Chandrapur city in Maharashtra is largely an industrial town, thanks to the multi-billion dollar coal industry that is centred here. But beyond the pollutants and poor quality of life lie the rich and historic remnants of the Gond kings, who once made Chandrapur their capital.
The Gonds are one of the largest and oldest tribal groupings in the world, numbering 13 million people spread across the states of Madhya Pradesh, Chhattisgarh, Jharkhand, eastern Maharashtra, Telangana, northern Andhra Pradesh and western Odisha. They speak Gondi, a language of the South-Central Dravidian family of languages.
The Gonds came to prominence after a cataclysmic event in the early 14th century. Alauddin Khilji, the then Sultan of Delhi, had defeated the Kakatiyas of Warangal (1310 CE) and the Yadavas of Devagiri (1311 CE), victories that forever changed the history of the Deccan. The defeat of these Deccani powers disrupted the existing political systems and, in the chaos that followed, the Gond dynasties emerged.
The Gonds ruled the hilly region of Central India for 500 years – from the 13th to the 18th centuries. These powerful dynasties were either independent or served as tributary chiefs during Mughal times. Of these, there were three powerful Gond kingdoms – Garha Mandla of Jabalpur, Deogarh kingdom of Chhindwara and Chanda Kingdom of Chandrapur.
According to Gond lore, there arose among the tribe a hero known as Kol Bhil, a man of great strength and wisdom. He taught his fellow Gonds how to use iron, which transformed their culture and turned them into a powerful fighting force. Gond power reached its zenith during the Mughal era, as can be seen from the chronicle of Akbar’s reign, Ain-i-Akbari. It mentions Babji Ballal Shah (1572 CE – 1597 CE), a contemporary of Mughal emperor Akbar, as the powerful ruler of Chanda (Chandrapur).
By the 18th century, all the Gond kingdoms, including that of Chandrapur, were conquered and absorbed into the Maratha empire by the Bhosle rulers of Nagpur. Following the annexation of Nagpur by the British in 1853, Chandrapur became part of the ‘Chanda District’ of the British-ruled Central Provinces, and after India’s independence, a part of Maharashtra state.
Chandrapur – Anchaleshwar Temple
According to legend, one day, when King Khandkya Ballal Shah was hunting north-west of Ballarpur, then the capital of the Gond dynasty, he grew thirsty and rode up to the dry bed of the Jharpat river, looking for water. He discovered some water in a hole, and after quenching his thirst, he washed his face, hands and feet. That night, the king slept more soundly than he had in many years. The next morning, his wife, Queen Hiratani, was in for a surprise. She noticed that parts of his body that had been touched by the water were devoid of tumours that had been there previously.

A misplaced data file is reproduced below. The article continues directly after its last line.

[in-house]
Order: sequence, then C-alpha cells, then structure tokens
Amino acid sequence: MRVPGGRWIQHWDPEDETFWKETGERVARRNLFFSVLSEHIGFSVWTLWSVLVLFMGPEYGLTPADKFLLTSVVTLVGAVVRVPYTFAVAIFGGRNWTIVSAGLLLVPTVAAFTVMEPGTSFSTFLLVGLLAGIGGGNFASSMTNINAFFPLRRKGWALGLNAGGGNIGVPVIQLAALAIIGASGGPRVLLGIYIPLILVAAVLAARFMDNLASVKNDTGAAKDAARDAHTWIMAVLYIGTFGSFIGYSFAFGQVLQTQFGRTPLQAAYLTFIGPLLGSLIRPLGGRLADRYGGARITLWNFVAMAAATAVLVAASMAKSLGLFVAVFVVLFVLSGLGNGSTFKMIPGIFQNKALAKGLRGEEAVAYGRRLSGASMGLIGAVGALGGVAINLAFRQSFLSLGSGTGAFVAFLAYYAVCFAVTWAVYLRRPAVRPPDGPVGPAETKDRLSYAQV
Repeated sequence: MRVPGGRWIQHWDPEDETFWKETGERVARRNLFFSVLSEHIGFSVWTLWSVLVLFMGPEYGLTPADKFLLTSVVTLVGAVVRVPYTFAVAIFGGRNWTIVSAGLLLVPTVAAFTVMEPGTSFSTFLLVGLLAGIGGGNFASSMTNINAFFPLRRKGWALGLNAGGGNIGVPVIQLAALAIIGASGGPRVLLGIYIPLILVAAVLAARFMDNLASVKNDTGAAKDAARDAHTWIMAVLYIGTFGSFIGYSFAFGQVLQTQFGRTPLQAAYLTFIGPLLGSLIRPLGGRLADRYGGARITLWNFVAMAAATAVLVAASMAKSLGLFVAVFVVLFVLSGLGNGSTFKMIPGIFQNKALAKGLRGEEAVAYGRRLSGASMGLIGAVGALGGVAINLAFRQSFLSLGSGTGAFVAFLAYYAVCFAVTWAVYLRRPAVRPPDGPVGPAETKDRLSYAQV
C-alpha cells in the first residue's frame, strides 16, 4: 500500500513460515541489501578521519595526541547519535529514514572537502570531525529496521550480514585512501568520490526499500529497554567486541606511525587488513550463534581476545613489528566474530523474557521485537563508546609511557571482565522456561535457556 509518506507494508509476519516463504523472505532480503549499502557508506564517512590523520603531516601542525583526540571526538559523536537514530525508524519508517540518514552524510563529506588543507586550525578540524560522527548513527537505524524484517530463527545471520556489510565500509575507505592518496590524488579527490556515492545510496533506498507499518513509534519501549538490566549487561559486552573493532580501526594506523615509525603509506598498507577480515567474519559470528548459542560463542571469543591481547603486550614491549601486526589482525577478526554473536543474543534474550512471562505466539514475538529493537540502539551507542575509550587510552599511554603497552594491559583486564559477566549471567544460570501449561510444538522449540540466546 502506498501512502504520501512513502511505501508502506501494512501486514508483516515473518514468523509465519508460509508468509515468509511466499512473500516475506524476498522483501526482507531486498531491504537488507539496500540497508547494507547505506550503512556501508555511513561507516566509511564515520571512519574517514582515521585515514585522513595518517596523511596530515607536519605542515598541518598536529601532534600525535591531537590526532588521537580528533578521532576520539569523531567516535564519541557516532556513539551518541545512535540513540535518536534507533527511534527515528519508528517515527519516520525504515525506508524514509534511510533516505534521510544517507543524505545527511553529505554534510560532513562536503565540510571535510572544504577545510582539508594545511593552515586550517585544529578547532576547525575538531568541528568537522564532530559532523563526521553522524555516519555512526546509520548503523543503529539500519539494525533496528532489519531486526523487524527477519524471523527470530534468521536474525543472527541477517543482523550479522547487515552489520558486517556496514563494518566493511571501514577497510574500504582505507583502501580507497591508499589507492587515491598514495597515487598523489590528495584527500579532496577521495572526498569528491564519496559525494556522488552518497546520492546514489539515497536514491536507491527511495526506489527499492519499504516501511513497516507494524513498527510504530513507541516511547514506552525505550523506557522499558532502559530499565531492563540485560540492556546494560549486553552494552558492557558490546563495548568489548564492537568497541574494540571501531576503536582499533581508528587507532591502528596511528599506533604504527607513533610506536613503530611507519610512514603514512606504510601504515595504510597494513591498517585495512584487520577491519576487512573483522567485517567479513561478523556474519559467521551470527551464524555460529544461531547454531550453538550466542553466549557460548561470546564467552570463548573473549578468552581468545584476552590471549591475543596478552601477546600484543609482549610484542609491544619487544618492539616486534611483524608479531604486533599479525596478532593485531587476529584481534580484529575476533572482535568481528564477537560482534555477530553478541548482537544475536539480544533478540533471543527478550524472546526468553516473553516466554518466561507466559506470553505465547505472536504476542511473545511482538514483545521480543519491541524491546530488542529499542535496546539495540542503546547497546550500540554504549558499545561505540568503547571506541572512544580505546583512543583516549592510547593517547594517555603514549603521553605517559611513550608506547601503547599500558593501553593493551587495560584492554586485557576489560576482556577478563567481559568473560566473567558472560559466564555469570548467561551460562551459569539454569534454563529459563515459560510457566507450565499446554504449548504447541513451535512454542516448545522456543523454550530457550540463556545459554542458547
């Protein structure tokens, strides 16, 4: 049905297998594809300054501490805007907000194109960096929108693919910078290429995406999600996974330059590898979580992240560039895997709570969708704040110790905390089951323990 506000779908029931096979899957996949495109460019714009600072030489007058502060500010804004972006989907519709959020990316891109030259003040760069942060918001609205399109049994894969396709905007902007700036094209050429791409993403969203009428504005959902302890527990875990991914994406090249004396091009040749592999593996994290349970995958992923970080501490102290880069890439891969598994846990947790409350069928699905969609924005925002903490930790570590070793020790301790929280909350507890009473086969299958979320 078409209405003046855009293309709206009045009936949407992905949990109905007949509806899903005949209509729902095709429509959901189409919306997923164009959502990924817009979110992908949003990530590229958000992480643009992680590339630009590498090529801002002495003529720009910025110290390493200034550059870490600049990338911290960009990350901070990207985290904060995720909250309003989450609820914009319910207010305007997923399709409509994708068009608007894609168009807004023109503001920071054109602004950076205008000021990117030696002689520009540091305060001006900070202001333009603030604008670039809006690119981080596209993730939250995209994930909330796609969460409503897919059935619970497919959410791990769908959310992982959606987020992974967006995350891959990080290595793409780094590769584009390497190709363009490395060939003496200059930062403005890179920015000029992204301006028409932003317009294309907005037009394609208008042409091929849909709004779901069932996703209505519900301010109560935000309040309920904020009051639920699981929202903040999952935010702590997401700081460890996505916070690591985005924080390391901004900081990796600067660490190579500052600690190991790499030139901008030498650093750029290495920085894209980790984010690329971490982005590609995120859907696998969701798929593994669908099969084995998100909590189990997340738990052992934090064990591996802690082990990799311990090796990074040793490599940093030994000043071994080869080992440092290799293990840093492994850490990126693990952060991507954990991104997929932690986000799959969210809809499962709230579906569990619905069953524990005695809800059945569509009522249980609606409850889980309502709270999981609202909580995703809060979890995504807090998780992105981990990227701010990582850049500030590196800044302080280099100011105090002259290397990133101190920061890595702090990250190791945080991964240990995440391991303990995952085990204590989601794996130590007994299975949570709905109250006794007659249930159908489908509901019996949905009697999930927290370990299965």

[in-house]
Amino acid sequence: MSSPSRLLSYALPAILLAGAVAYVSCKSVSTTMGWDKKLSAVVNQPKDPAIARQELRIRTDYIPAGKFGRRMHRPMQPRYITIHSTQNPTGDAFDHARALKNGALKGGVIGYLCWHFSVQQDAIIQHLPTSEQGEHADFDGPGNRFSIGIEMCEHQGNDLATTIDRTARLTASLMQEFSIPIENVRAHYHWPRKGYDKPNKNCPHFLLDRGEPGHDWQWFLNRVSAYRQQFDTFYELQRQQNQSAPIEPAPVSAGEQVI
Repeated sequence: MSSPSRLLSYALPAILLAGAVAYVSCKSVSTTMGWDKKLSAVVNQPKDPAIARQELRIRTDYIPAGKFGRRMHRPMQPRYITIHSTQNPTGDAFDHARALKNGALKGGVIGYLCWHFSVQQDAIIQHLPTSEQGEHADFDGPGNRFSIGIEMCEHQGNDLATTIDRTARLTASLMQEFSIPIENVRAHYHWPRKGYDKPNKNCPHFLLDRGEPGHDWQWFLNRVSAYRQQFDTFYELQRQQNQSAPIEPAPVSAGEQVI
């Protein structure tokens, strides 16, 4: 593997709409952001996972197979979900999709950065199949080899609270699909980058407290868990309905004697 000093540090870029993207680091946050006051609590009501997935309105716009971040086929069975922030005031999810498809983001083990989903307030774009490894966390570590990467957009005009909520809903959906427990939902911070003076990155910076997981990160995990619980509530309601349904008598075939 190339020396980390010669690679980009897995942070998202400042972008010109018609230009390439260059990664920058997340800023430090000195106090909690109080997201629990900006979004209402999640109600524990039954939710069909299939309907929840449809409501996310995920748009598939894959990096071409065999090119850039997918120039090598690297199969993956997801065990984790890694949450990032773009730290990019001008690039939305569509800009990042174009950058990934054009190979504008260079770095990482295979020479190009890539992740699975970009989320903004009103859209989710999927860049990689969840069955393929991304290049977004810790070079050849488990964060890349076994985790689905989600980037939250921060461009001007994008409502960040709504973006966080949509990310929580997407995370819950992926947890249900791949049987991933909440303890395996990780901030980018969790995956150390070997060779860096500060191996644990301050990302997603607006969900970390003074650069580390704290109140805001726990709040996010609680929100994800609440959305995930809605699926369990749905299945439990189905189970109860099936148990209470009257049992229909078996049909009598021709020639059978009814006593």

Both king and queen proceeded to Jharpat, to the site where the king had quenched his thirst. They found the hole in the ground that the king had stumbled upon, and on clearing away the grass and mud, they saw five footprints of a cow in the solid rock, each filled with an unfailing supply of water. Inquiries revealed that was the resting place of the great God Achaleshwar, ‘The Immovable One’.
Queen Hiratani decided that they should build a temple above the healing waters, and the king sent his officers to collect skilled artisans for the project. The temple was later renovated by Queen Hirai (1704-1719) in limestone and she added panels of stories from the Ramayana and the Mahabharata on the outer walls of the shrine.
More than 500 years later, Anchaleshwar Temple still stands in memory of King Khandkya Ballal Shah’s restoration to health and happiness.
While the temple of Anchaleshwar was being constructed, another dramatic event took place, which led to the founding of the city of Chandrapur, then known as Chanda. From time to time, King Khandkya Ballal Shah would ride across from Ballarpur, to supervise the work on the temple. On these journeys, he was always accompanied by his favourite dog. One day, not far from the temple and when riding back to Ballarpur, a hare darted out of a bush and began to chase his dog. The dog fled in terror with the hare in close pursuit.
Astonished at the sight, the king followed the chase. At times, the dog ran in wide circles, while the hare took a shorter and more zigzag course. On one occasion, the hare closed in on the dog, only to be quickly shaken off. And so the race continued until both animals were exhausted. When they were approaching the site where the race had begun, after a circular chase of 12 km, the dog pounced on the hare and killed it.
The king rode back to Ballarpur to tell the story to his queen. Again, Queen Hiratani was able to divine the actual meaning of the events that had just occurred. It was clearly an omen sent by the gods, that Khandkya Ballal Shah was to change his capital and build a fortified city around the temple of Anchaleshwar. The chase was but a metaphor for the town planning he was meant to follow.
The walls of the city were to be built over the tracks of the sacred hare – strong bastions in the places where the dog had made his circular detour, and special fortifications where the hare had closed in on the dog and also where the dog had slain the hare. These would always be danger zones in the new city. This is how the city of Chanda or Chandrapur came into being. While some believe that the city derives its name from the moon, others say it is from the white spot on the hare’s forehead.